NIGHTCAP APPENDIX
     The Perfect Last-Drink Playlist
“Closing Time,” Tom Waits
“Cognac Blues,” Dizzy Gillespie
“Hemingway’s Whiskey,” Guy Clark
“In the Wee Small Hours of the Morning,” Frank Sinatra
“Last Call for Whiskey,” Choker Campbell & His Band
“Night Cap,” Charlie Parker
“One for My Baby,” Billie Holiday
“The Parting Glass,” the Pogues
“Straight, No Chaser,” Thelonious Monk
     Best Nightcap Scene in Cinematic History (‘The Graduate’)
Ben: I drove — I drove Mrs. Robinson home. She wanted me to drive her home so I — drove her home.
Mr. Robinson: Swell. I appreciate it.
Ben: She’s upstairs. She wanted me to wait down here till you got home.
Mr. Robinson: Standing guard over the old castle, are you?
Ben: Yes, sir.
Mr. Robinson: Here. Congratulations! It looks like you need a refill.
Ben: Oh no. I’ve got to go.
Mr. Robinson: Is anything wrong? You look a little shaken up.
Ben: Oh, no. No — I’m just — I’m just a little worried about my future. I’m a little upset about my future.
Mr. Robinson: Come on. Let’s have a nightcap together. Scotch?
Ben: Bourbon.
     Snifterology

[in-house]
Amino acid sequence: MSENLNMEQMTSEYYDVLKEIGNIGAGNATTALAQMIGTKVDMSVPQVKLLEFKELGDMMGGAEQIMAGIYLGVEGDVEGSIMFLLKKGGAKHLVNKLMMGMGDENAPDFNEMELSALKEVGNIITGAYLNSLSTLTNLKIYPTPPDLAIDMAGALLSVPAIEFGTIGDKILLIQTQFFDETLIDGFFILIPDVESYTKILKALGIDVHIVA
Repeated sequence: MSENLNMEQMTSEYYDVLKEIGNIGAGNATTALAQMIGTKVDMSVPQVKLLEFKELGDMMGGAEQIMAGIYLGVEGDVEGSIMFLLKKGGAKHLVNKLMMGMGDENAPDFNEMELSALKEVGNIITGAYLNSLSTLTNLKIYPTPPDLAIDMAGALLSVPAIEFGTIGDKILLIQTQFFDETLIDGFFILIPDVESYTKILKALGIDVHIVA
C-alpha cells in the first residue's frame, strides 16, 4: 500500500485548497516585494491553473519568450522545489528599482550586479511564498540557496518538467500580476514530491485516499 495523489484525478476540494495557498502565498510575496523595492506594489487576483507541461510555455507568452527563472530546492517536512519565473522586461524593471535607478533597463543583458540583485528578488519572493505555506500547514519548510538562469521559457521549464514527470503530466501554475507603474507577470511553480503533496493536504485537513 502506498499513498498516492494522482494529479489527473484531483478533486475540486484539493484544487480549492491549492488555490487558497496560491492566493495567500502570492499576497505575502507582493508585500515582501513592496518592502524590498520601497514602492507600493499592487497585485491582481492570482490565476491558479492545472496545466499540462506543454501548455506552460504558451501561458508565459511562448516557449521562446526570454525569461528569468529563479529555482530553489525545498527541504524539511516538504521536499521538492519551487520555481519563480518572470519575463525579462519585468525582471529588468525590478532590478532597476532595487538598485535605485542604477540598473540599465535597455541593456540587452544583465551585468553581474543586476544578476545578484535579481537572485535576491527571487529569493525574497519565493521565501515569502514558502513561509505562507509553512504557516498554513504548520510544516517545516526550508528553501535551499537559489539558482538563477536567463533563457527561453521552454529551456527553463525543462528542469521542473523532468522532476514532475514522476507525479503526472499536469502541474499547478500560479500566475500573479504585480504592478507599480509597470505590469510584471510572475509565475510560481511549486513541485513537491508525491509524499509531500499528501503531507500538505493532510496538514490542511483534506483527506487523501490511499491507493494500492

Unlike most stemmed glasses, the rotund, low-slung snifter encourages you to hold the glass by the bowl rather than by the stem, allowing the warmth of your hand to help warm the brandy. Capacity is usually six to eight ounces, but don’t fill it up: just up to the curve, or about two ounces, will do the trick.


Submit to Whiskey Wednesday!

Rules for an Honorable Nightcap

The only trouble with the otherwise honorable nightcap is that it has a diabolical way of turning into two or three, thus ceasing to be a nightcap at all but instead a formula for a rough morning. I’ve been down this road more than once, and it has taught me to regard the nightcap as a ritual performed to its greatest effect if I follow a few simple guidelines.